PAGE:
Israeli court orders privatized kibbutz to compensate fired member
Precedent-setting ruling could have major implications for labor relationships in privatized kibbutzim.
The Nazareth Labor Court ruled on Wednesday that an employer-employee relationship exists between a kibbutz and a member who was fired, so the kibbutz must pay the member compensation. The ruling could have major implications for labor relations in privatized kibbutzim.
The court made its precedent-setting ruling in the case of Avi Ben-Aharon, a member of the privatized Kibbutz Tel Yosef in the Jezreel Valley. Ben-Aharon had been the manager of the kibbutz fishery since 1988. In 2001, he won a tender to operate the fishery and had received a salary as an employee there since that time. In 2011, Ben-Aharon was dismissed, and he sued the kibbutz for compensation.
Judge Vered Shefer noted that similar suits brought over the past decade had been rejected by labor courts because their rulings dealt with kibbutzim that were still collectives and had not undergone privatization.
The judge said Kibbutz Tel Yosef had changed its modus operandi and was now privatized, which constitutes "a far-reaching change in comparison to the traditional kibbutz in which members worked according to their ability and according to what the kibbutz decided, and received equal pay without reference to their work.
"Thus, there is no longer place to test the relations between the member and the kibbutz against the backdrop of the cooperative society where there was complete equality," the judge said, and no longer any basis to claim that employer-employee relations did not exist in the case of a member and the privatized kibbutz.
Another kibbutznik who could be affected by the Nazareth Labor Court's decision is Henry Alkaslasi of Kibbutz Ein Hashofet on Mount Carmel. Ein Hashofet is one of the few kibbutzim that still marks the workers' holiday of May 1. On Wednesday, too, a red flag flew in the plaza in front of the dining room, as it once did at all kibbutzim.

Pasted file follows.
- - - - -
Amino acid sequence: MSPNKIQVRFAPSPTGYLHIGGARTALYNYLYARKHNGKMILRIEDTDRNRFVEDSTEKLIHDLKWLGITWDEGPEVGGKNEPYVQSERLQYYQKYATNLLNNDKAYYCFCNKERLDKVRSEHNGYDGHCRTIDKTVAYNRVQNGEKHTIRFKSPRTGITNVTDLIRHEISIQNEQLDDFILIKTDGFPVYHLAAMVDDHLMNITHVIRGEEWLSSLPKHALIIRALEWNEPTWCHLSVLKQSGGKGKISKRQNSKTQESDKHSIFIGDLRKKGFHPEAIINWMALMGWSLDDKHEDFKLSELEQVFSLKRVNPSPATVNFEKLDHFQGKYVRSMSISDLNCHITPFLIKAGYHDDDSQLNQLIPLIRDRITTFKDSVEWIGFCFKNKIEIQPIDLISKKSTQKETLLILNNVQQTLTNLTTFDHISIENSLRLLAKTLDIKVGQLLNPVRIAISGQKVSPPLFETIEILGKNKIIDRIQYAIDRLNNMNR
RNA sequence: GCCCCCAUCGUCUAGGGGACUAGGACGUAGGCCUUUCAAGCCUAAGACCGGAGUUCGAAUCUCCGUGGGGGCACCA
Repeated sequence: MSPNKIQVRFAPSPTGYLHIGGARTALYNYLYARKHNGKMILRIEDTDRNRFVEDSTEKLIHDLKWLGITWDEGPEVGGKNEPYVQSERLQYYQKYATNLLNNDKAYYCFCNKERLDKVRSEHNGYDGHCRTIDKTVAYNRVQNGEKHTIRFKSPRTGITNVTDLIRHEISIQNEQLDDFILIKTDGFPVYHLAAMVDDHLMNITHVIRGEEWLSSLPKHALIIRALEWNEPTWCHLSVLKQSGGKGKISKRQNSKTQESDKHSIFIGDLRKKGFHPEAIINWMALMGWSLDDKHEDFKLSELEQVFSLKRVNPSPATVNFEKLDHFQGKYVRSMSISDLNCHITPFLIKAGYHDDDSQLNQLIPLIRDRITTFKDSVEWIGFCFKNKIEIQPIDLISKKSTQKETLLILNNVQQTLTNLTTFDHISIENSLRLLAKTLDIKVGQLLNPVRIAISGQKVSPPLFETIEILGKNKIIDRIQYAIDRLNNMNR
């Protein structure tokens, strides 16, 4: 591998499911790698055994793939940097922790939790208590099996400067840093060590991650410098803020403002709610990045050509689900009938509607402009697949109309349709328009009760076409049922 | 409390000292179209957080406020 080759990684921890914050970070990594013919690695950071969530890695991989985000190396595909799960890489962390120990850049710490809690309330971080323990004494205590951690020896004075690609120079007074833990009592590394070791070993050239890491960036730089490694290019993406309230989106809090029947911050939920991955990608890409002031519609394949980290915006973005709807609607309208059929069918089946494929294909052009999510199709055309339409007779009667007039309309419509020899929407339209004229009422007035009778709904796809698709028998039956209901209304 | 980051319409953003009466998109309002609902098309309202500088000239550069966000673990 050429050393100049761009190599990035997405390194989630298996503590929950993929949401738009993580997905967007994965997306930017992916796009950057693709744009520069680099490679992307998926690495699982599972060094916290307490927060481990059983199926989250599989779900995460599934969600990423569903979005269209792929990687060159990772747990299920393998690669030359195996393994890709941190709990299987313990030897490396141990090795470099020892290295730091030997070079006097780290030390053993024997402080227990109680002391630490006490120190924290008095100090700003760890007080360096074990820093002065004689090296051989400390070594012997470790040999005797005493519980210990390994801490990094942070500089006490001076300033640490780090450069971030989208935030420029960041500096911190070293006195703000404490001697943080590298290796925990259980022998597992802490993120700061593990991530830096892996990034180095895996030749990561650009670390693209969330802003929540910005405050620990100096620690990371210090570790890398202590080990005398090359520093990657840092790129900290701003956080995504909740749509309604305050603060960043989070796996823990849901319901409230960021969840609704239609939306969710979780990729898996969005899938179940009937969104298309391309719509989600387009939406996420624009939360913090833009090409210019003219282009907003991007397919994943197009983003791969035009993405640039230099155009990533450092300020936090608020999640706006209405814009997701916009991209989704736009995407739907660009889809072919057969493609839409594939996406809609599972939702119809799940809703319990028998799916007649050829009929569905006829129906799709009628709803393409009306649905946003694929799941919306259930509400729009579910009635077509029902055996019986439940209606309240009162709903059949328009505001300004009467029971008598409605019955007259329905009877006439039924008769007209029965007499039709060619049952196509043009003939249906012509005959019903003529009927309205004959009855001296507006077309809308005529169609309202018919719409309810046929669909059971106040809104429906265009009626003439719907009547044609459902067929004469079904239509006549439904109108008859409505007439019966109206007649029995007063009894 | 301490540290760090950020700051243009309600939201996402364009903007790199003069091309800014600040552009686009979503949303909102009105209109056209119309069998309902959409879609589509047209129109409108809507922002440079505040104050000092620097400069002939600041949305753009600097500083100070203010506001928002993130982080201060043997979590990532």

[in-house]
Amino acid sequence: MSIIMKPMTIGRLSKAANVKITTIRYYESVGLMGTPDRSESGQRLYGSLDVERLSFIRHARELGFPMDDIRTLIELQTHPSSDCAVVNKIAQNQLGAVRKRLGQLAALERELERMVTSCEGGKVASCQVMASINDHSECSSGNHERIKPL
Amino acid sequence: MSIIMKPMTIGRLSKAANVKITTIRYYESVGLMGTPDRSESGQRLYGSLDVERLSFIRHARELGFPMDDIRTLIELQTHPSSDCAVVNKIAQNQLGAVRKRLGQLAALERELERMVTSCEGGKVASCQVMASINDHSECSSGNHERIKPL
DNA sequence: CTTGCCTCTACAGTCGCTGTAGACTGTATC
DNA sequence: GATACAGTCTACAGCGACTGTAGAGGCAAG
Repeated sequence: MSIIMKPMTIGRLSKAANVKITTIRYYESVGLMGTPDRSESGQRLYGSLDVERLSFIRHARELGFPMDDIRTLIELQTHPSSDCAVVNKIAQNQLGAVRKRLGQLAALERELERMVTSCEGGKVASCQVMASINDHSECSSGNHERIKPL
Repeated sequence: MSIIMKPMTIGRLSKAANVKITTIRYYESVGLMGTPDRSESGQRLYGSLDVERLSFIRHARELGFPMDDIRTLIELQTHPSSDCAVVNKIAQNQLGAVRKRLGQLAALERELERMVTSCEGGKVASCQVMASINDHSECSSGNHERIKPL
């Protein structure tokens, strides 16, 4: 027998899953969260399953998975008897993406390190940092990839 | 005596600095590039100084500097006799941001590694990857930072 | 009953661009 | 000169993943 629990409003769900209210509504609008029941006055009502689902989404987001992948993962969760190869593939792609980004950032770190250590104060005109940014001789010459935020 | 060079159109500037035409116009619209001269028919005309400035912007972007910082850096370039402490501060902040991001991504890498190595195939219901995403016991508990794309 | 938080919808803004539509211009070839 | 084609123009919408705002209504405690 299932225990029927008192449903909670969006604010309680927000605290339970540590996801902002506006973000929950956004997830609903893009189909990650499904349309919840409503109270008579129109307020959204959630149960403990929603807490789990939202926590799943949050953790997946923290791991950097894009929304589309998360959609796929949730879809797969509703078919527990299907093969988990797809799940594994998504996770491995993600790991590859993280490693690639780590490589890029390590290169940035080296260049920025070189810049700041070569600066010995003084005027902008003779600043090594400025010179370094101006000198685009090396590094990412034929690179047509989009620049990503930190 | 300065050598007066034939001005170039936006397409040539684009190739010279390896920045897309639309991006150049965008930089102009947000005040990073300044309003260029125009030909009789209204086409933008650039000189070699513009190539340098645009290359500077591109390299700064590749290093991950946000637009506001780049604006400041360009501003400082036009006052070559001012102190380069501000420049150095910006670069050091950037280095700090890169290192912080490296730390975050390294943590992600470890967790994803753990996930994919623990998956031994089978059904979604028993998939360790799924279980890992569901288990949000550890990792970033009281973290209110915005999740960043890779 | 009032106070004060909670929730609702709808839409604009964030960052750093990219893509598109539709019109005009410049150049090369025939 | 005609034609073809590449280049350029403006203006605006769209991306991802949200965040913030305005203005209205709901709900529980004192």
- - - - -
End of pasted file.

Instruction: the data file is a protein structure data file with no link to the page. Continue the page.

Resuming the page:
Alkaslasi, a member of the Histadrut labor federation's leadership, has been trying for over a decade to ensure the workers rights of kibbutz members, to get his fellow kibbutzniks to join the Histadrut, and to establish workers committees in kibbutzim. But the results have not been encouraging. At a meeting he called last week at the Afula Labor Council, only 12 people showed up. And so for Alkaslasi, the "Tel Yosef precedent" is an appropriate response to the need for kibbutz members' rights as workers.
'People don't want to fight'
He said that while the problem does not exist in all kibbutzim, there are some "where the kibbutz member can be hurt" by the kibbutz establishment. "He will mostly close himself off in his room and not fight. People don't want to fight the kibbutz and there is no one to protect them. Sometimes they have no power or means. People become transparent and everything is measured by money," Alkaslasi said.
"We made the mistake of thinking that the kibbutz will protect the member all the time. It turns out that every member needs an 'insurance policy' and people who are members of the Histadrut will have proper protection," he asserted.
Alkaslasi said he sees the ruling of the Nazareth Labor Court as the opportunity for kibbutz members to start demanding their rights as employees. However, attorney Miki Drori, head of the Kibbutz Movement's legal department, sees things entirely differently.
"The precedent-setting ruling will be detrimental to kibbutz members, because it might compromise the mutual responsibility kibbutz members have toward each other in very broad areas, such as toward people with special needs, and mutual aid," Drori said. The mutual responsibility standards in effect in kibbutzim are broader than labor laws, he added.
But Alkaslasi said the social safety net in the privatized kibbutzim "changes with the spirit of the times and what's in the till." Members who work for the kibbutz itself do not have all their rights, he said, for example a pension, which members working for employers outside the kibbutz have.
Drori countered that several mechanisms protect kibbutz members, among them monitoring by the Kibbutz Movement itself, and that kibbutzim cannot legally change the conditions of their social safety net without the authority of the registrar of cooperative associations.